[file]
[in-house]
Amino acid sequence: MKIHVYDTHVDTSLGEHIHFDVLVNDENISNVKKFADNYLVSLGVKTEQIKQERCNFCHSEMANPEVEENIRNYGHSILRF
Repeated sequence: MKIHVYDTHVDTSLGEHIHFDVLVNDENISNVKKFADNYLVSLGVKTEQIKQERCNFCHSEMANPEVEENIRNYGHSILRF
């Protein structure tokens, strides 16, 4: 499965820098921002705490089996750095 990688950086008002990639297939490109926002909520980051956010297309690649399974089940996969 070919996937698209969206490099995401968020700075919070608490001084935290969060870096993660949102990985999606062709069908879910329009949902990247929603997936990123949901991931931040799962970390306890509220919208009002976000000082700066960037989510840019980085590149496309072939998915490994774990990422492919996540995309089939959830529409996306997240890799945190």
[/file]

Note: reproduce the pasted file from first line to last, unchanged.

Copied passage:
[in-house]
Amino acid sequence: MKIHVYDTHVDTSLGEHIHFDVLVNDENISNVKKFADNYLVSLGVKTEQIKQERCNFCHSEMANPEVEENIRNYGHSILRF
Repeated sequence: MKIHVYDTHVDTSLGEHIHFDVLVNDENISNVKKFADNYLVSLGVKTEQIKQERCNFCHSEMANPEVEENIRNYGHSILRF
């Protein structure tokens, strides 16, 4: 499965820098921002705490089996750095 990688950086008002990639297939490109926002909520980051956010297309690649399974089940996969 070919996937698209969206490099995401968020700075919070608490001084935290969060870096993660949102990985999606062709069908879910329009949902990247929603997936990123949901991931931040799962970390306890509220919208009002976000000082700066960037989510840019980085590149496309072939998915490994774990990422492919996540995309089939959830529409996306997240890799945190």